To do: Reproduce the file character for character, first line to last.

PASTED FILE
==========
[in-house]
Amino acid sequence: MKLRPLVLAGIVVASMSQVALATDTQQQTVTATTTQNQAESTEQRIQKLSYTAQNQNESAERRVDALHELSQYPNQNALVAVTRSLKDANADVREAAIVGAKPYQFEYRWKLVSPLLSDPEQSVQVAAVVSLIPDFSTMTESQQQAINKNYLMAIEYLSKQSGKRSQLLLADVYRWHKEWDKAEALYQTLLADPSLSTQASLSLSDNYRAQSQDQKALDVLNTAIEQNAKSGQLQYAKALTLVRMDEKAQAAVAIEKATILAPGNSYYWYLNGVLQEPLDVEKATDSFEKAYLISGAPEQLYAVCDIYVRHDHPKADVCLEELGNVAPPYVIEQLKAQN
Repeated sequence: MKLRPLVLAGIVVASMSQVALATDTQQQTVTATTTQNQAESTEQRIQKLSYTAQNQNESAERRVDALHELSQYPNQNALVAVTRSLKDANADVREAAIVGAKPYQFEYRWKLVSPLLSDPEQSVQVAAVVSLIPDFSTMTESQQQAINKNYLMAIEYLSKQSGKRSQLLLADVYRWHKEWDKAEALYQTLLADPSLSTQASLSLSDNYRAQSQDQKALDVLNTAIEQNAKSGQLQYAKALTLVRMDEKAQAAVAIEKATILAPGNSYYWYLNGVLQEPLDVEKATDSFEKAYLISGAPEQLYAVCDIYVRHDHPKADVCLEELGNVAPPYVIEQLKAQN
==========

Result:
[in-house]
Amino acid sequence: MKLRPLVLAGIVVASMSQVALATDTQQQTVTATTTQNQAESTEQRIQKLSYTAQNQNESAERRVDALHELSQYPNQNALVAVTRSLKDANADVREAAIVGAKPYQFEYRWKLVSPLLSDPEQSVQVAAVVSLIPDFSTMTESQQQAINKNYLMAIEYLSKQSGKRSQLLLADVYRWHKEWDKAEALYQTLLADPSLSTQASLSLSDNYRAQSQDQKALDVLNTAIEQNAKSGQLQYAKALTLVRMDEKAQAAVAIEKATILAPGNSYYWYLNGVLQEPLDVEKATDSFEKAYLISGAPEQLYAVCDIYVRHDHPKADVCLEELGNVAPPYVIEQLKAQN
Repeated sequence: MKLRPLVLAGIVVASMSQVALATDTQQQTVTATTTQNQAESTEQRIQKLSYTAQNQNESAERRVDALHELSQYPNQNALVAVTRSLKDANADVREAAIVGAKPYQFEYRWKLVSPLLSDPEQSVQVAAVVSLIPDFSTMTESQQQAINKNYLMAIEYLSKQSGKRSQLLLADVYRWHKEWDKAEALYQTLLADPSLSTQASLSLSDNYRAQSQDQKALDVLNTAIEQNAKSGQLQYAKALTLVRMDEKAQAAVAIEKATILAPGNSYYWYLNGVLQEPLDVEKATDSFEKAYLISGAPEQLYAVCDIYVRHDHPKADVCLEELGNVAPPYVIEQLKAQN